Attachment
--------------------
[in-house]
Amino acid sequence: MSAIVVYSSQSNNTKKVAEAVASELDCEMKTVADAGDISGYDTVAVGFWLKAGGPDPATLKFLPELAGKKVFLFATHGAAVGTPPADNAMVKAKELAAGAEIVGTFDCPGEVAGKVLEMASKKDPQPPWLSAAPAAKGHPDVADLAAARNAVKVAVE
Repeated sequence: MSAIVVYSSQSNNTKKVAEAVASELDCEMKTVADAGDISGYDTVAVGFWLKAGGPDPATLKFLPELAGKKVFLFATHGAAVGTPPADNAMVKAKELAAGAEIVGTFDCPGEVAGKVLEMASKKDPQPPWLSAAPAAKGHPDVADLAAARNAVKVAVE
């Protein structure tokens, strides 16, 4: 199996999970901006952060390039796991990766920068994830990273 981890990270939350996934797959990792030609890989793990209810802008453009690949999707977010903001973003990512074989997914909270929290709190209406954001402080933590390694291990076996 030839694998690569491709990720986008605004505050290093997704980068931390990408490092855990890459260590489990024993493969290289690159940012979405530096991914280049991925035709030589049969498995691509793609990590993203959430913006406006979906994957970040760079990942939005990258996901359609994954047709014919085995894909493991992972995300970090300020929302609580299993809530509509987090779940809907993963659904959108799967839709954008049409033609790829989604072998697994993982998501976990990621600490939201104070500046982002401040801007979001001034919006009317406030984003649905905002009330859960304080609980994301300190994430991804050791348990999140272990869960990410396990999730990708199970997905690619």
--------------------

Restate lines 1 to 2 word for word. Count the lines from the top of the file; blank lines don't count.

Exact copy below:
[in-house]
Amino acid sequence: MSAIVVYSSQSNNTKKVAEAVASELDCEMKTVADAGDISGYDTVAVGFWLKAGGPDPATLKFLPELAGKKVFLFATHGAAVGTPPADNAMVKAKELAAGAEIVGTFDCPGEVAGKVLEMASKKDPQPPWLSAAPAAKGHPDVADLAAARNAVKVAVE